These days videos give you a golden opportunity to give a face to an otherwise faceless business. They give you an opportunity to meet the actual people of the business, warts and all.

When you shop on line for a product, what’s the one thing you almost always do before buying? You read the customer reviews. You get the feedback from real people. “Yeah, sounds great, but let me see if your customers really think so”. The hype might get your attention, but you know well enough to not believe it without questioning and will go to great lengths to verify if it has any real merit.

When I do marketing videos, my approach has always been to interview the key people involved. I don’t even really need to go in very prepared. If I’ve got the MD sitting down in front of me, I’m pretty sure he can tell me just about anything about the the products or services he offers–along with the history of the business, why he gets up in the morning, why he’s passionate about it, and so forth. I don’t care if that’s 60 minutes of material to trim down into a 3 minute video.

It’s MY job to edit it in such a way as to effectively sell his product or service. In other words, it is MY job to market them with video. But before that, my job is to get them to talk to me like they would talk to any friend. I think I went to great length discussing this process in the book Run ‘n Gun Videography–The Lone Shooter’s Survival Guide.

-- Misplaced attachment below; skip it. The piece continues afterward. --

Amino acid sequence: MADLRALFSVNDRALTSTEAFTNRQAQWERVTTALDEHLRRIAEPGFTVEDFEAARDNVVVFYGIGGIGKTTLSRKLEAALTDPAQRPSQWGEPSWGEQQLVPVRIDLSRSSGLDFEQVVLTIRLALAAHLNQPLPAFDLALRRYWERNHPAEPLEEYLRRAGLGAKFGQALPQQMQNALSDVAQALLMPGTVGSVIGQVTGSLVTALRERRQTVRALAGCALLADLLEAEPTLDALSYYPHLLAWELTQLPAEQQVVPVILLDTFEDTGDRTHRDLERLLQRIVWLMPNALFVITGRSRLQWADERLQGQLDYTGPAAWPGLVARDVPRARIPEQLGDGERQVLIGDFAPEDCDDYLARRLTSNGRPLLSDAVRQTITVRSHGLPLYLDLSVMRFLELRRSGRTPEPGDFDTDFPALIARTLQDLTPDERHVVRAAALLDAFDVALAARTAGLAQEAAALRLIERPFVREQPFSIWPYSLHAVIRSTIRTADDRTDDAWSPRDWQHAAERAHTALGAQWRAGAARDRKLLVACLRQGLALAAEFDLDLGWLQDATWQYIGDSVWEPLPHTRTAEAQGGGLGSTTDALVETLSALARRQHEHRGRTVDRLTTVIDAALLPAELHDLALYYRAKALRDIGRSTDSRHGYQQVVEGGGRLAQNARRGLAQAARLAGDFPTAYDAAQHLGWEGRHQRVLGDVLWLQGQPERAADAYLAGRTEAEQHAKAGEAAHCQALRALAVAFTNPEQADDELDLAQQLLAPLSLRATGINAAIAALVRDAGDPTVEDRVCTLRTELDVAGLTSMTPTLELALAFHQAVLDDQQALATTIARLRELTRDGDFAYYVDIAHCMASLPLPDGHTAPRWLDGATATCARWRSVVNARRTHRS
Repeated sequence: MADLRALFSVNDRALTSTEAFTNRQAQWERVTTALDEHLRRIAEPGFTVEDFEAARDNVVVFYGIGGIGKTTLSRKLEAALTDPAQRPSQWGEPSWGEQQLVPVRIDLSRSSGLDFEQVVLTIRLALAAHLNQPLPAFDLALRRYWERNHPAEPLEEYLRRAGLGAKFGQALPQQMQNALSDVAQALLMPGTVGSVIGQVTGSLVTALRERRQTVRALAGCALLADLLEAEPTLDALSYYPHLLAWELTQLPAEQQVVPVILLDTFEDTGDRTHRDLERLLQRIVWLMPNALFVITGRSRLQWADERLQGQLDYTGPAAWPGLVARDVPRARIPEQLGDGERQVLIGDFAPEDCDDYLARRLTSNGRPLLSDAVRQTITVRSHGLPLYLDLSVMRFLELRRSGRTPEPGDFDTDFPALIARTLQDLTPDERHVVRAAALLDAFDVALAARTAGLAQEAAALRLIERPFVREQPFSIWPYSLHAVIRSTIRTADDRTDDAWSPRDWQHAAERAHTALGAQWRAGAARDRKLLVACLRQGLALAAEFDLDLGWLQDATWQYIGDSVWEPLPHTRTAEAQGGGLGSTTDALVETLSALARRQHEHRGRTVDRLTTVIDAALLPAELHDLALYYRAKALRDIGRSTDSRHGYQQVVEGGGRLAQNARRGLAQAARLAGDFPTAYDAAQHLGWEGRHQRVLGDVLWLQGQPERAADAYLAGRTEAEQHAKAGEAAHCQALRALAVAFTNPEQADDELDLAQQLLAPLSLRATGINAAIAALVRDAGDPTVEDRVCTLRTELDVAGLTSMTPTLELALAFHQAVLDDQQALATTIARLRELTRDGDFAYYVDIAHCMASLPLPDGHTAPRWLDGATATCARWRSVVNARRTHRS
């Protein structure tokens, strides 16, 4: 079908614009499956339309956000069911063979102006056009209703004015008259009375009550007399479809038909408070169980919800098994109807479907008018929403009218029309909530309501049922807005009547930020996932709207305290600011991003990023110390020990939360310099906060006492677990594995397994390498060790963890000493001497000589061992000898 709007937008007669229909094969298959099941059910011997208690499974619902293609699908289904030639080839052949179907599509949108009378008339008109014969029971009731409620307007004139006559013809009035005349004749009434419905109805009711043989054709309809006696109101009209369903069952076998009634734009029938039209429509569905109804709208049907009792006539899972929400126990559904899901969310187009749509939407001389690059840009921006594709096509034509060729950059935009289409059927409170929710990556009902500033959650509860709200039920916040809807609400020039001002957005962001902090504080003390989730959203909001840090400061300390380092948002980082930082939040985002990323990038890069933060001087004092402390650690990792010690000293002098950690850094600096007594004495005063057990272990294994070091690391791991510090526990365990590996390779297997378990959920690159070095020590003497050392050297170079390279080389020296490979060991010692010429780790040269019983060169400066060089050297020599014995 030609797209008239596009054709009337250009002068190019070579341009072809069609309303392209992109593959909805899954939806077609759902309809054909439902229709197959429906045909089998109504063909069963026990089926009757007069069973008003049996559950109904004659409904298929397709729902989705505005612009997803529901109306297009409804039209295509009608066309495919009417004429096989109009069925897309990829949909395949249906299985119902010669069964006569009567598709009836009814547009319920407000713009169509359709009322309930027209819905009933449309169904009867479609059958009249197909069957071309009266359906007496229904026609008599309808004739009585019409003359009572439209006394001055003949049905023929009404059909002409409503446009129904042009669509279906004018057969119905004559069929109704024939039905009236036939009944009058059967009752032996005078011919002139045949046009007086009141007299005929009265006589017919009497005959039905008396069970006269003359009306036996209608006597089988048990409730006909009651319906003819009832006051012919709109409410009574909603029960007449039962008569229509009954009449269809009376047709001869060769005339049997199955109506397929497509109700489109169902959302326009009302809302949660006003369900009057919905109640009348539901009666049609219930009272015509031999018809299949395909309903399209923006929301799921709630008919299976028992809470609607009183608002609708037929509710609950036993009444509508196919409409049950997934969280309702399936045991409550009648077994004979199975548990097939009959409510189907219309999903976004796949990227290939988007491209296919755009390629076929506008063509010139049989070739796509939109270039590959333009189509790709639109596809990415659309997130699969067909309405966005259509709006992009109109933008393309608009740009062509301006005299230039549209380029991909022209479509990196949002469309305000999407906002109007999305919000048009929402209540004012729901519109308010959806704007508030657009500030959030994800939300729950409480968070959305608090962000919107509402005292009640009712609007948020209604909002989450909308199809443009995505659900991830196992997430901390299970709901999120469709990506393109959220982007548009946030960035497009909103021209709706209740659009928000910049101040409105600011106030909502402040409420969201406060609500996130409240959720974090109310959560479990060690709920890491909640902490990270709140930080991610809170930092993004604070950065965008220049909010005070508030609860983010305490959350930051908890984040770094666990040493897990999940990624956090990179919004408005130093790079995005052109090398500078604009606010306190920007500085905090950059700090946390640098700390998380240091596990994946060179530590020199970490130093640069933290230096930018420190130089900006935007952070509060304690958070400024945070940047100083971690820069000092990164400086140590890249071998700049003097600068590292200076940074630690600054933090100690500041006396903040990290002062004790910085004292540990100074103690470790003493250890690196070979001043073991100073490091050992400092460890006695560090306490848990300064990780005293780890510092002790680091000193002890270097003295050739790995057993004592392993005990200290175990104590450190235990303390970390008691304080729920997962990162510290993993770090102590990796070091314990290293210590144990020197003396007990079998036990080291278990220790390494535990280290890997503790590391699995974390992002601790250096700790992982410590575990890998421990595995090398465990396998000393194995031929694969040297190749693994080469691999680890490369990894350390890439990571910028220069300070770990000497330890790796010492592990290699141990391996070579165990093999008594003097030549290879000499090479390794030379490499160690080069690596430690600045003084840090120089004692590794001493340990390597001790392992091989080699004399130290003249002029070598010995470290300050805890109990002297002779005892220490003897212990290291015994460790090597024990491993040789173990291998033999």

Like I said, I haven’t had to go through this often thankfully, but recently was faced with 5 interviews of people who were prepped by marketing people (despite my advance warning to not do so). Interestingly, after the local marketing person was finished running the first interviewee through all the questions (meaning trying to prompt the answers she wanted to hear), she asked if I wanted to ask about anything else. So I asked the girl something like, “You seem to really like your job here. What makes you get up in the morning?” The answer was pretty good, but the most remarkable thing was that her former almost frantic delivery was gone. She slowed right down and started speaking naturally. And it was sincere and believable. And that’s what you, the consumer, look for these days, isn’t it?

 

 

 

 

 

 

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4 responses

  1. Nice one, Joe! The greatest compliments I get from clients is how comfortable I get them when sitting in front of the camera(s). Like you, I want the subject to “have a conversation,” and I don’t want to hear all the “bumper sticker” talking points. But if those points are woven into a “normal” conversation, it will be far more believable, and after all, isn’t that we want?